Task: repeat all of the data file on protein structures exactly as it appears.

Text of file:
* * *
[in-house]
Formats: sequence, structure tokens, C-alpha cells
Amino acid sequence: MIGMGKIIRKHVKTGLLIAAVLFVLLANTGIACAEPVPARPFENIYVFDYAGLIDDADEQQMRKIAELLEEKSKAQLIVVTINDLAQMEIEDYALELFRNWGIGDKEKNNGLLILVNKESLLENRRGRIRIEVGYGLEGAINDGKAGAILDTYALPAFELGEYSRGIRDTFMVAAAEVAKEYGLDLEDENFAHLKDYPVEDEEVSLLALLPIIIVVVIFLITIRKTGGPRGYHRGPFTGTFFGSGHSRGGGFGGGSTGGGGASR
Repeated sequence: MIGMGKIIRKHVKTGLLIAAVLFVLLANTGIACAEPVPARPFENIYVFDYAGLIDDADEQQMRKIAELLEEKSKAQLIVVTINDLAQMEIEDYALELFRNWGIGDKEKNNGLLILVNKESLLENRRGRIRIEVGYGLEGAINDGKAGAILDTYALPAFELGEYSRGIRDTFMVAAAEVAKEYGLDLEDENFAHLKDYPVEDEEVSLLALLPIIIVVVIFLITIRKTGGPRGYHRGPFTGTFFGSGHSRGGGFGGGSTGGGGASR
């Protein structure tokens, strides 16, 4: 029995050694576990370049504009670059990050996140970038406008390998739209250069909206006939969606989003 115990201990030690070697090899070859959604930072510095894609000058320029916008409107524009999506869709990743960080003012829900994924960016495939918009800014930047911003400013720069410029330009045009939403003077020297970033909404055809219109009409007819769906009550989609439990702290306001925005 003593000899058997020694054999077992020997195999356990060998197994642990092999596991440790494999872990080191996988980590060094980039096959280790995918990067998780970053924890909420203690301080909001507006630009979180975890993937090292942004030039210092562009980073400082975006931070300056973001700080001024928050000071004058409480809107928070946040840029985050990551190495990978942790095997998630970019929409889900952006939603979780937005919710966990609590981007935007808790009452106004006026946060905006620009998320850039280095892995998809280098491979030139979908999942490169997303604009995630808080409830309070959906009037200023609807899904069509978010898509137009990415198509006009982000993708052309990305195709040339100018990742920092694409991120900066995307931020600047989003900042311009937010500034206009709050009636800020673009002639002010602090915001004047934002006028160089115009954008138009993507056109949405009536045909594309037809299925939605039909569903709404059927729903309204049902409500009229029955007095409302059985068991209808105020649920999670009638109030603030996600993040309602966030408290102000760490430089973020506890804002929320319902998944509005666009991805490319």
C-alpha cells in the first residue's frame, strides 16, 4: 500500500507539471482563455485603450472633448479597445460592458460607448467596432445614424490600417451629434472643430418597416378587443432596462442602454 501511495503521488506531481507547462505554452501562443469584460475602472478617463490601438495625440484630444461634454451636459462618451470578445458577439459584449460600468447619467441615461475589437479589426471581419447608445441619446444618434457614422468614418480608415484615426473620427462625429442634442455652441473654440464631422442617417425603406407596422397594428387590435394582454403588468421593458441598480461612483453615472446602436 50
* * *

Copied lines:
[in-house]
Formats: sequence, structure tokens, C-alpha cells
Amino acid sequence: MIGMGKIIRKHVKTGLLIAAVLFVLLANTGIACAEPVPARPFENIYVFDYAGLIDDADEQQMRKIAELLEEKSKAQLIVVTINDLAQMEIEDYALELFRNWGIGDKEKNNGLLILVNKESLLENRRGRIRIEVGYGLEGAINDGKAGAILDTYALPAFELGEYSRGIRDTFMVAAAEVAKEYGLDLEDENFAHLKDYPVEDEEVSLLALLPIIIVVVIFLITIRKTGGPRGYHRGPFTGTFFGSGHSRGGGFGGGSTGGGGASR
Repeated sequence: MIGMGKIIRKHVKTGLLIAAVLFVLLANTGIACAEPVPARPFENIYVFDYAGLIDDADEQQMRKIAELLEEKSKAQLIVVTINDLAQMEIEDYALELFRNWGIGDKEKNNGLLILVNKESLLENRRGRIRIEVGYGLEGAINDGKAGAILDTYALPAFELGEYSRGIRDTFMVAAAEVAKEYGLDLEDENFAHLKDYPVEDEEVSLLALLPIIIVVVIFLITIRKTGGPRGYHRGPFTGTFFGSGHSRGGGFGGGSTGGGGASR
């Protein structure tokens, strides 16, 4: 029995050694576990370049504009670059990050996140970038406008390998739209250069909206006939969606989003 115990201990030690070697090899070859959604930072510095894609000058320029916008409107524009999506869709990743960080003012829900994924960016495939918009800014930047911003400013720069410029330009045009939403003077020297970033909404055809219109009409007819769906009550989609439990702290306001925005 003593000899058997020694054999077992020997195999356990060998197994642990092999596991440790494999872990080191996988980590060094980039096959280790995918990067998780970053924890909420203690301080909001507006630009979180975890993937090292942004030039210092562009980073400082975006931070300056973001700080001024928050000071004058409480809107928070946040840029985050990551190495990978942790095997998630970019929409889900952006939603979780937005919710966990609590981007935007808790009452106004006026946060905006620009998320850039280095892995998809280098491979030139979908999942490169997303604009995630808080409830309070959906009037200023609807899904069509978010898509137009990415198509006009982000993708052309990305195709040339100018990742920092694409991120900066995307931020600047989003900042311009937010500034206009709050009636800020673009002639002010602090915001004047934002006028160089115009954008138009993507056109949405009536045909594309037809299925939605039909569903709404059927729903309204049902409500009229029955007095409302059985068991209808105020649920999670009638109030603030996600993040309602966030408290102000760490430089973020506890804002929320319902998944509005666009991805490319």
C-alpha cells in the first residue's frame, strides 16, 4: 500500500507539471482563455485603450472633448479597445460592458460607448467596432445614424490600417451629434472643430418597416378587443432596462442602454 501511495503521488506531481507547462505554452501562443469584460475602472478617463490601438495625440484630444461634454451636459462618451470578445458577439459584449460600468447619467441615461475589437479589426471581419447608445441619446444618434457614422468614418480608415484615426473620427462625429442634442455652441473654440464631422442617417425603406407596422397594428387590435394582454403588468421593458441598480461612483453615472446602436 50